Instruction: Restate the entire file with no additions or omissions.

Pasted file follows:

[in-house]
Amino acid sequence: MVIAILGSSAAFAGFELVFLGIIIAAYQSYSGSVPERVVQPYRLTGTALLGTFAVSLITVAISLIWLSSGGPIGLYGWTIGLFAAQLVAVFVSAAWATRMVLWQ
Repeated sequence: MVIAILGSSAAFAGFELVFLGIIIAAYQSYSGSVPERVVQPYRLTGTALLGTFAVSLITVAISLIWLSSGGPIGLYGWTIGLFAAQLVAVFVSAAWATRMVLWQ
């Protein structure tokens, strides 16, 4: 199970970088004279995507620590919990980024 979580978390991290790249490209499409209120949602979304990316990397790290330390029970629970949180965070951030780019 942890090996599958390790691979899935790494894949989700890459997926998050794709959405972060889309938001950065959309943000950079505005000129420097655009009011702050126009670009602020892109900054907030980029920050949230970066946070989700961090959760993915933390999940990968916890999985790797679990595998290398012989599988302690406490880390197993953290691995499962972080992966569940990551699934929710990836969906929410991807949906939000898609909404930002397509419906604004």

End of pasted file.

[in-house]
Amino acid sequence: MVIAILGSSAAFAGFELVFLGIIIAAYQSYSGSVPERVVQPYRLTGTALLGTFAVSLITVAISLIWLSSGGPIGLYGWTIGLFAAQLVAVFVSAAWATRMVLWQ
Repeated sequence: MVIAILGSSAAFAGFELVFLGIIIAAYQSYSGSVPERVVQPYRLTGTALLGTFAVSLITVAISLIWLSSGGPIGLYGWTIGLFAAQLVAVFVSAAWATRMVLWQ
């Protein structure tokens, strides 16, 4: 199970970088004279995507620590919990980024 979580978390991290790249490209499409209120949602979304990316990397790290330390029970629970949180965070951030780019 942890090996599958390790691979899935790494894949989700890459997926998050794709959405972060889309938001950065959309943000950079505005000129420097655009009011702050126009670009602020892109900054907030980029920050949230970066946070989700961090959760993915933390999940990968916890999985790797679990595998290398012989599988302690406490880390197993953290691995499962972080992966569940990551699934929710990836969906929410991807949906939000898609909404930002397509419906604004």